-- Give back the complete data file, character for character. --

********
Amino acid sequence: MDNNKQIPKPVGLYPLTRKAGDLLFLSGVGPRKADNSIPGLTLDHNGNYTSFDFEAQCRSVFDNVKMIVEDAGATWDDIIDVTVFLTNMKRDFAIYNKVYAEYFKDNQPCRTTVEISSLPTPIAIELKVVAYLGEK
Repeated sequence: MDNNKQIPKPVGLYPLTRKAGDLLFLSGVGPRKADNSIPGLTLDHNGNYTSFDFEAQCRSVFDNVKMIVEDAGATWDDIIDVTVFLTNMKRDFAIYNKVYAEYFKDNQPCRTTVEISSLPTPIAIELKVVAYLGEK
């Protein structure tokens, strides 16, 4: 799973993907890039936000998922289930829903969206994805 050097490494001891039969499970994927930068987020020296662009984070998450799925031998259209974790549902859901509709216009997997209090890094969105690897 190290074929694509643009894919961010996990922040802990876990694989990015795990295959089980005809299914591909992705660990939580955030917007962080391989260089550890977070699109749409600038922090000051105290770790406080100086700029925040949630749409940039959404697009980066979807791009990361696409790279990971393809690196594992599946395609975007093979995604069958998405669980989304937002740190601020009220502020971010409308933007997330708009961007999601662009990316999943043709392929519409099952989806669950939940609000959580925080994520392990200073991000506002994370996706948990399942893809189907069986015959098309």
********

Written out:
Amino acid sequence: MDNNKQIPKPVGLYPLTRKAGDLLFLSGVGPRKADNSIPGLTLDHNGNYTSFDFEAQCRSVFDNVKMIVEDAGATWDDIIDVTVFLTNMKRDFAIYNKVYAEYFKDNQPCRTTVEISSLPTPIAIELKVVAYLGEK
Repeated sequence: MDNNKQIPKPVGLYPLTRKAGDLLFLSGVGPRKADNSIPGLTLDHNGNYTSFDFEAQCRSVFDNVKMIVEDAGATWDDIIDVTVFLTNMKRDFAIYNKVYAEYFKDNQPCRTTVEISSLPTPIAIELKVVAYLGEK
């Protein structure tokens, strides 16, 4: 799973993907890039936000998922289930829903969206994805 050097490494001891039969499970994927930068987020020296662009984070998450799925031998259209974790549902859901509709216009997997209090890094969105690897 190290074929694509643009894919961010996990922040802990876990694989990015795990295959089980005809299914591909992705660990939580955030917007962080391989260089550890977070699109749409600038922090000051105290770790406080100086700029925040949630749409940039959404697009980066979807791009990361696409790279990971393809690196594992599946395609975007093979995604069958998405669980989304937002740190601020009220502020971010409308933007997330708009961007999601662009990316999943043709392929519409099952989806669950939940609000959580925080994520392990200073991000506002994370996706948990399942893809189907069986015959098309």